You can leave
None to have all transitions randomised before each iteration
# add the above variables to the hmm_train method # iterations is the number of loops with a new randomised parameters # hmm_interactions is the number of loops within hmmlearn before it stops. This is superceeded by tol, with is the difference in the logliklihood score per interation within hmmlearn # save the best performing model as a .pkl file df.hmm_train( states = hidden_states, observables = observable_variables, var_column = 'moving', trans_probs = t_prob, emiss_probs = em_prob, start_probs = None, iterations = 10, hmm_iterations = 100, tol = 2, t_column = 't', bin_time = 60, file_name = 'experiment_hmm.pkl', # replace with your own file name verbose = False) # If verbose is true the logliklihood per hmm iteraition is printed to screen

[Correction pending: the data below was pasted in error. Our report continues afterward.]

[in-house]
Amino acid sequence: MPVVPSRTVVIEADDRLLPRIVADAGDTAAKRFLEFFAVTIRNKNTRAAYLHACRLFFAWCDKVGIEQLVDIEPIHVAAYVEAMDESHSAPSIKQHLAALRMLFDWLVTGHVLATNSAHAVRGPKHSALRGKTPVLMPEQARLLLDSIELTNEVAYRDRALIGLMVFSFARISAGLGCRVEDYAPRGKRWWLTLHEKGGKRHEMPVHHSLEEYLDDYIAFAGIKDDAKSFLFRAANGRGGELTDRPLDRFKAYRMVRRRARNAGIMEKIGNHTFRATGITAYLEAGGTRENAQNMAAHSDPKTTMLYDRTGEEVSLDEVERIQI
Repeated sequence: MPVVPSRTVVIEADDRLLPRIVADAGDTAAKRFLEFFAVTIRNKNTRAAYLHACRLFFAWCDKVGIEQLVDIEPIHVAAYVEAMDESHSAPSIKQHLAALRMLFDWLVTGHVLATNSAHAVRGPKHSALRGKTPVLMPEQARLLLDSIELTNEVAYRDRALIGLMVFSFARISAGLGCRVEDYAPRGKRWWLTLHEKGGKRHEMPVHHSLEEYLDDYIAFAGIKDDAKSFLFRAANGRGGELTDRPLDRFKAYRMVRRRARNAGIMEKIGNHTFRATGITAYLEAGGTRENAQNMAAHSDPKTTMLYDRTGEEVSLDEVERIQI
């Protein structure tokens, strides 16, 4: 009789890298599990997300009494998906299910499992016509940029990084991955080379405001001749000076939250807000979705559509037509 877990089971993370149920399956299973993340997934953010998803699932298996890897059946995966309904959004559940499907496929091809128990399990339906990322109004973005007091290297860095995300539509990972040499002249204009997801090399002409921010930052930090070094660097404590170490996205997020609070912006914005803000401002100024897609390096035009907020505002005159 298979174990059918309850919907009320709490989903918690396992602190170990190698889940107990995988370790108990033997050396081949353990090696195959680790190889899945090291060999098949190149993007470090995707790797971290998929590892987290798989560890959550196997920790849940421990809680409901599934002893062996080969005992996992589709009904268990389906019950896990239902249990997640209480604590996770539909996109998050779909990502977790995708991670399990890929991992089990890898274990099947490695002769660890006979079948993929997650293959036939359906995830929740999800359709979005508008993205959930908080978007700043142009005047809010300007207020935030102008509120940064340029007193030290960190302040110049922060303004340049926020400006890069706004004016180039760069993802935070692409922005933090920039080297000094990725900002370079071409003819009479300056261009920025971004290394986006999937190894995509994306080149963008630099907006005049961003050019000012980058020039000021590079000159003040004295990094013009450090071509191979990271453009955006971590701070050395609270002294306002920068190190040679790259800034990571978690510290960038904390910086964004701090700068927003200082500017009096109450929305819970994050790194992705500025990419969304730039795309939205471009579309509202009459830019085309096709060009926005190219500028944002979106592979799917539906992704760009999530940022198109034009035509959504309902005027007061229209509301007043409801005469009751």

Diving deeper! To find the best model the dataset will be split into a test (10%) and train (90%) datasets. Each successive model will be scored against the best on the test dataset. The best scoring model will be the final save to your file name.